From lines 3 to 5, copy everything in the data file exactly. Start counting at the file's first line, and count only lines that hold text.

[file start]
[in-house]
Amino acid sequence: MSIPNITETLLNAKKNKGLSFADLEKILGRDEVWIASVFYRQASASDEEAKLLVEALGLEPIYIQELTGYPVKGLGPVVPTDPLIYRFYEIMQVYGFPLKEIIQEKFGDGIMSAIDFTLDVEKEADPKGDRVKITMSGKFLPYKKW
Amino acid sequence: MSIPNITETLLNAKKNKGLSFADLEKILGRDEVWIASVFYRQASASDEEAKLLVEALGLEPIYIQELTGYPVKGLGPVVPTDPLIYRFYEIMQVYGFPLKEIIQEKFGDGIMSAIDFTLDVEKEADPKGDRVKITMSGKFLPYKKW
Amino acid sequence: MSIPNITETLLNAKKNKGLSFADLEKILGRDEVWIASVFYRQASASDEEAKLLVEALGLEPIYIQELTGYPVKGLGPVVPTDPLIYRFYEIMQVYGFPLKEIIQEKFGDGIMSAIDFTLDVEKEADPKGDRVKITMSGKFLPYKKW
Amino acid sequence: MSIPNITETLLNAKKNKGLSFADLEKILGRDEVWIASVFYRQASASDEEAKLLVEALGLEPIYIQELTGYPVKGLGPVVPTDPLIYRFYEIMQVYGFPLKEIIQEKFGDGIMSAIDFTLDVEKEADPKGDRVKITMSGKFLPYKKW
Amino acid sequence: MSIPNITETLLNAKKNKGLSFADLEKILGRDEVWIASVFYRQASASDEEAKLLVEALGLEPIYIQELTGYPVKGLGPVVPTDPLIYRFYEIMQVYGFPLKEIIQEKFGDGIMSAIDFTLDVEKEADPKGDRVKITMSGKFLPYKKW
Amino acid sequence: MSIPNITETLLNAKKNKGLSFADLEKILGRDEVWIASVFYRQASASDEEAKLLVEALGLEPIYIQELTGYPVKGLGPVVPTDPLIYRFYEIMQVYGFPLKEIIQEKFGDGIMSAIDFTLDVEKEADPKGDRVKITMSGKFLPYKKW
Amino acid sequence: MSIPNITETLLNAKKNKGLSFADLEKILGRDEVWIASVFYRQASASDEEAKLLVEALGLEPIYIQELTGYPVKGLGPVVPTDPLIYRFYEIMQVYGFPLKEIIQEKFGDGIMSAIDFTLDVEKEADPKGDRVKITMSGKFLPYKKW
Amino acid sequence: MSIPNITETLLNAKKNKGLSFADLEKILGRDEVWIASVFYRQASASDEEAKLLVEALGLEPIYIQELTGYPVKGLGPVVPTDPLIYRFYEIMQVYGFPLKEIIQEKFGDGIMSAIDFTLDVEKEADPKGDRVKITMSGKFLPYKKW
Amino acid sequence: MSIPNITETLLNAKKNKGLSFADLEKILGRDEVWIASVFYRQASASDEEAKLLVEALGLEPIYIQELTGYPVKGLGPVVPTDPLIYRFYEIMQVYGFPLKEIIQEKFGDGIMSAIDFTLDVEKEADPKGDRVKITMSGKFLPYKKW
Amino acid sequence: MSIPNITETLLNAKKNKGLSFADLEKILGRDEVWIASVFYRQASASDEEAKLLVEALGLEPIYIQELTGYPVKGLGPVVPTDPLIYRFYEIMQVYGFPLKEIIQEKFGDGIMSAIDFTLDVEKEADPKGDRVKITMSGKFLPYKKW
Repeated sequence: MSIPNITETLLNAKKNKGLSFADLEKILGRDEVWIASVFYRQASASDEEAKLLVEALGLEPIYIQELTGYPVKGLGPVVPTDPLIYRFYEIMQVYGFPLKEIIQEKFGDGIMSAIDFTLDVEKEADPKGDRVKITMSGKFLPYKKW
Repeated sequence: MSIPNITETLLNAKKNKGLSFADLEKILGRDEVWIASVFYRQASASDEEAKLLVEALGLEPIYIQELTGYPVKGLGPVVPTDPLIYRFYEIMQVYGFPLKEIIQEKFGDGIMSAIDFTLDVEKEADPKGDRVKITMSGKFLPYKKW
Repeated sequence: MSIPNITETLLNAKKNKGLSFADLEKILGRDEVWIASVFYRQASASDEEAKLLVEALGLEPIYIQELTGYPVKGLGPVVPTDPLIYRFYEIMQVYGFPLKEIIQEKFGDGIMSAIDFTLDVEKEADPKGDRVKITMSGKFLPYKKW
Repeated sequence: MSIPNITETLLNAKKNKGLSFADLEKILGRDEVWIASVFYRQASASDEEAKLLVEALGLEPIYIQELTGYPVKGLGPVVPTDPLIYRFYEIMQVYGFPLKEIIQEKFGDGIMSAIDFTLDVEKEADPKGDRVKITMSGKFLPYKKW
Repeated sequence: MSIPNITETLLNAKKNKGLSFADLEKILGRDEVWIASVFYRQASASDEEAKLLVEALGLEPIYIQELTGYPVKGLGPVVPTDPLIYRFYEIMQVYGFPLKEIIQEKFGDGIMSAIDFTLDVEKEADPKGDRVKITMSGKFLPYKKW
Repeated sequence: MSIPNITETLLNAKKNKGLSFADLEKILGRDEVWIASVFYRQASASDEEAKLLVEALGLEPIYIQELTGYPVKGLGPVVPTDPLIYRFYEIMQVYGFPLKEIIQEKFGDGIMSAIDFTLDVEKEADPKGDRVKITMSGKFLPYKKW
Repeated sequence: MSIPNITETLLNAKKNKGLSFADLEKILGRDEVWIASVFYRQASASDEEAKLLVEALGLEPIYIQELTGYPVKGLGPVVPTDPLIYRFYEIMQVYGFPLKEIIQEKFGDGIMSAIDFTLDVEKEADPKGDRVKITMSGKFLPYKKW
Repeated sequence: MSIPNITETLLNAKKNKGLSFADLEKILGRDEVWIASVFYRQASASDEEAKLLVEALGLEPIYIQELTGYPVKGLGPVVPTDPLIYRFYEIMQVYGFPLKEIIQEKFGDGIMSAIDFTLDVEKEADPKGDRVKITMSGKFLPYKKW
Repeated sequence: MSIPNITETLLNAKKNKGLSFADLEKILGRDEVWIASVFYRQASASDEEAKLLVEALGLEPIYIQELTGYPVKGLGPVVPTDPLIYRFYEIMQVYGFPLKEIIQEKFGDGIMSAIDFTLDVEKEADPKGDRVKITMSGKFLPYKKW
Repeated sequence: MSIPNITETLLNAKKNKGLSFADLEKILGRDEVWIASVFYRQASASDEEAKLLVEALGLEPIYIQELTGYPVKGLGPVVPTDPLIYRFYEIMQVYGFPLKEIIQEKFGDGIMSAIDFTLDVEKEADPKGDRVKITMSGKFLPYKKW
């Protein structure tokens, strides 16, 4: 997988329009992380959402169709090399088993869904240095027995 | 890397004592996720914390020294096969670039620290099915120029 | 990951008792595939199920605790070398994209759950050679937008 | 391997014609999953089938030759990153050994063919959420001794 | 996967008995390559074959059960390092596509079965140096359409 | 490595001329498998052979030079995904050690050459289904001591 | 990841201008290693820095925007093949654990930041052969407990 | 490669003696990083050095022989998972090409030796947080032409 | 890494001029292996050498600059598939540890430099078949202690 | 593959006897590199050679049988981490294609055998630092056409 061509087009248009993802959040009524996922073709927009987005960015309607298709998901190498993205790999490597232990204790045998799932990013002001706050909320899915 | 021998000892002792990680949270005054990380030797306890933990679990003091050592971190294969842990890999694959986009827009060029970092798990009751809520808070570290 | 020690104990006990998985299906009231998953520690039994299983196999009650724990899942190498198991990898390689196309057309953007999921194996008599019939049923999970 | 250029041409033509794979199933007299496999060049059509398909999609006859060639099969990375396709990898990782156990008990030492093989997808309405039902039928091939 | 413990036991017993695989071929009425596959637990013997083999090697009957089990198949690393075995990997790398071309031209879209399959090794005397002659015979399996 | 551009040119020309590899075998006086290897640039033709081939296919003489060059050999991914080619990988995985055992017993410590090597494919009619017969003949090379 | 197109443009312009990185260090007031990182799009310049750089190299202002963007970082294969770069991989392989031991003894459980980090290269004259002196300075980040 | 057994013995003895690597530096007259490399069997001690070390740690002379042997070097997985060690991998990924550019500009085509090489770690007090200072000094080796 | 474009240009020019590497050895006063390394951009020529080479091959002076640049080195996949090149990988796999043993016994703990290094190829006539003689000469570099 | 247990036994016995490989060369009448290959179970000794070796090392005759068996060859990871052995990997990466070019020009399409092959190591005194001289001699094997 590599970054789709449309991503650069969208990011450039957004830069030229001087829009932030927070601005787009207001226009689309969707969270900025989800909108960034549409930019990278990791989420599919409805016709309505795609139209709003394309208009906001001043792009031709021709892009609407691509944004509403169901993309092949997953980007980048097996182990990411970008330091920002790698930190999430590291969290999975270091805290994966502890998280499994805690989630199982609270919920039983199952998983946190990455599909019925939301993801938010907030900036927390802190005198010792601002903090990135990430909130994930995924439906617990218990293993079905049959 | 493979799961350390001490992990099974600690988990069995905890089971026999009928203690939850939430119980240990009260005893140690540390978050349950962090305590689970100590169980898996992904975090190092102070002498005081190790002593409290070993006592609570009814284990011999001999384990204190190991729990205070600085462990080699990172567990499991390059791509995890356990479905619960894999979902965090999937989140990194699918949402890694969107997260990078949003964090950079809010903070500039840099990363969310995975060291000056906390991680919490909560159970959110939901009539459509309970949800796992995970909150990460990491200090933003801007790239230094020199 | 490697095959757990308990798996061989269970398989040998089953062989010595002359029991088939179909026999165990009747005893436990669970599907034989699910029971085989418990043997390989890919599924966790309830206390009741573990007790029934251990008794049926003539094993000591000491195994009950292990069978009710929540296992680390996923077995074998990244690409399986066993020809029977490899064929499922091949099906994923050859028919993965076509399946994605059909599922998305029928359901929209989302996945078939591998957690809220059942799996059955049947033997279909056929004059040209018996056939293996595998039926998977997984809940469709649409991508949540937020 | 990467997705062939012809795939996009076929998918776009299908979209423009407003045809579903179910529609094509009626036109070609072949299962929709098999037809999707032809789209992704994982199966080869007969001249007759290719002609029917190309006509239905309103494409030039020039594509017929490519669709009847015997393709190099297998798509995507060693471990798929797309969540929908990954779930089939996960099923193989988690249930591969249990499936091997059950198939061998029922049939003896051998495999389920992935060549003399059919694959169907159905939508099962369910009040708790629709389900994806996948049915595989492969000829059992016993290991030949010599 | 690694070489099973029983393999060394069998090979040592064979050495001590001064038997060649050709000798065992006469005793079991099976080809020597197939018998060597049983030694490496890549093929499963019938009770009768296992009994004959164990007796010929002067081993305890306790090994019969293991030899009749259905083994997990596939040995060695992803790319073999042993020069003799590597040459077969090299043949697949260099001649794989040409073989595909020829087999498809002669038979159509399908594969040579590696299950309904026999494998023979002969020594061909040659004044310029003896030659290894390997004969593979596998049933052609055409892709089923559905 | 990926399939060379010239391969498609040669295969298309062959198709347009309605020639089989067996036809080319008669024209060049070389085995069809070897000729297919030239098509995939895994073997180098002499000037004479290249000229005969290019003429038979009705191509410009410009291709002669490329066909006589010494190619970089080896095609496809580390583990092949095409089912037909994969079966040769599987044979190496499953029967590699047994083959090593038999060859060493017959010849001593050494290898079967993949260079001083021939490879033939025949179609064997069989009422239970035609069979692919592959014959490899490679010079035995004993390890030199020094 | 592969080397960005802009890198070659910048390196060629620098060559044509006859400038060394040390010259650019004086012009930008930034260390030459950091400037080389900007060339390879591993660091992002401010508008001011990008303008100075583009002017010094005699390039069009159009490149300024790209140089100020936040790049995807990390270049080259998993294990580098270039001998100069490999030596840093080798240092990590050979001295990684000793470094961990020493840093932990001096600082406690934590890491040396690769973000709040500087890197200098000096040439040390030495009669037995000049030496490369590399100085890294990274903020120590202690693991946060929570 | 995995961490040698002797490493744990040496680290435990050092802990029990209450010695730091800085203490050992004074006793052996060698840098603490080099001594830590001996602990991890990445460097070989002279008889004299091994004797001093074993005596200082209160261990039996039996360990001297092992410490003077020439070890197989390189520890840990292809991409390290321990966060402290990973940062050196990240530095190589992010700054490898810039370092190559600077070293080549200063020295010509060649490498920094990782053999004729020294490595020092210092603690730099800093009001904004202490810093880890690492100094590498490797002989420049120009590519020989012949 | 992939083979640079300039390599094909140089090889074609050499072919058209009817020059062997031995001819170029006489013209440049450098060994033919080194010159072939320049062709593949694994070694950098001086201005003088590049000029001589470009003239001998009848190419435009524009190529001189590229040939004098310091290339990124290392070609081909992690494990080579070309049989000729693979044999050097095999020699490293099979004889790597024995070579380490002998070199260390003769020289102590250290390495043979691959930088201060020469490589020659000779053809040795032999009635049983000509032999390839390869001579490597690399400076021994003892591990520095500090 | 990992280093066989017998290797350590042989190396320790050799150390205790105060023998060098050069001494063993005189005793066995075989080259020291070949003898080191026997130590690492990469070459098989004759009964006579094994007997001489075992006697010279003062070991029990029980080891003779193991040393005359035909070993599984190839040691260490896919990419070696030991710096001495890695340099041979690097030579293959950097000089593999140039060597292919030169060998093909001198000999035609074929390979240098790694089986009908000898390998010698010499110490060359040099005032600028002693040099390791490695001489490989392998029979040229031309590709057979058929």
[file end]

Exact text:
Amino acid sequence: MSIPNITETLLNAKKNKGLSFADLEKILGRDEVWIASVFYRQASASDEEAKLLVEALGLEPIYIQELTGYPVKGLGPVVPTDPLIYRFYEIMQVYGFPLKEIIQEKFGDGIMSAIDFTLDVEKEADPKGDRVKITMSGKFLPYKKW
Amino acid sequence: MSIPNITETLLNAKKNKGLSFADLEKILGRDEVWIASVFYRQASASDEEAKLLVEALGLEPIYIQELTGYPVKGLGPVVPTDPLIYRFYEIMQVYGFPLKEIIQEKFGDGIMSAIDFTLDVEKEADPKGDRVKITMSGKFLPYKKW
Amino acid sequence: MSIPNITETLLNAKKNKGLSFADLEKILGRDEVWIASVFYRQASASDEEAKLLVEALGLEPIYIQELTGYPVKGLGPVVPTDPLIYRFYEIMQVYGFPLKEIIQEKFGDGIMSAIDFTLDVEKEADPKGDRVKITMSGKFLPYKKW